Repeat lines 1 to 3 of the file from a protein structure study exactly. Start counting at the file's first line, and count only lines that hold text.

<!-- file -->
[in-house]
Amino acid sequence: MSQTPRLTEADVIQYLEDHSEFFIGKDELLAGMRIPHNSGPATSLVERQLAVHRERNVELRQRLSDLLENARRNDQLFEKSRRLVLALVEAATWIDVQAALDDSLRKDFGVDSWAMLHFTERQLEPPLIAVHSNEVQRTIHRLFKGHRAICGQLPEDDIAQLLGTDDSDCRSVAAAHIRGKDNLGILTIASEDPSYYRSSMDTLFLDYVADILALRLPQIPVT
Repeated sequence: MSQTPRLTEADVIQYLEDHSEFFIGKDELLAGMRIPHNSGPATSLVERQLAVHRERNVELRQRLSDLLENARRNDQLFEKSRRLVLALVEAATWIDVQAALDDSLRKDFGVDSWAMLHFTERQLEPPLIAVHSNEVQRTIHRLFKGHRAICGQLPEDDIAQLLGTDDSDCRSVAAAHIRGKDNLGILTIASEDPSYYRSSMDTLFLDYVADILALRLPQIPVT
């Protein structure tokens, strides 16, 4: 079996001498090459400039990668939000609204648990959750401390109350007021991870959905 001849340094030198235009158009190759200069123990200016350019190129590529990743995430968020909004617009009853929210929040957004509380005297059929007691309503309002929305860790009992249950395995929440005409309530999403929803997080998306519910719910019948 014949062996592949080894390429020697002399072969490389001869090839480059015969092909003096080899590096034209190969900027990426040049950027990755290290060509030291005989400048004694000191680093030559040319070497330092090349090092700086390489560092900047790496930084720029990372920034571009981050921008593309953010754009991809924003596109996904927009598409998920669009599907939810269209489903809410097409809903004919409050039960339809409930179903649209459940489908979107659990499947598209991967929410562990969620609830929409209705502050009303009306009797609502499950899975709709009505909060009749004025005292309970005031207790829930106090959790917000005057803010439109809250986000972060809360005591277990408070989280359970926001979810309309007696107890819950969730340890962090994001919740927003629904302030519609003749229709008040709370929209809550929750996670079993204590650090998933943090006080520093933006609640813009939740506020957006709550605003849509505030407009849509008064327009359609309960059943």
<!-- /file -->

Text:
[in-house]
Amino acid sequence: MSQTPRLTEADVIQYLEDHSEFFIGKDELLAGMRIPHNSGPATSLVERQLAVHRERNVELRQRLSDLLENARRNDQLFEKSRRLVLALVEAATWIDVQAALDDSLRKDFGVDSWAMLHFTERQLEPPLIAVHSNEVQRTIHRLFKGHRAICGQLPEDDIAQLLGTDDSDCRSVAAAHIRGKDNLGILTIASEDPSYYRSSMDTLFLDYVADILALRLPQIPVT
Repeated sequence: MSQTPRLTEADVIQYLEDHSEFFIGKDELLAGMRIPHNSGPATSLVERQLAVHRERNVELRQRLSDLLENARRNDQLFEKSRRLVLALVEAATWIDVQAALDDSLRKDFGVDSWAMLHFTERQLEPPLIAVHSNEVQRTIHRLFKGHRAICGQLPEDDIAQLLGTDDSDCRSVAAAHIRGKDNLGILTIASEDPSYYRSSMDTLFLDYVADILALRLPQIPVT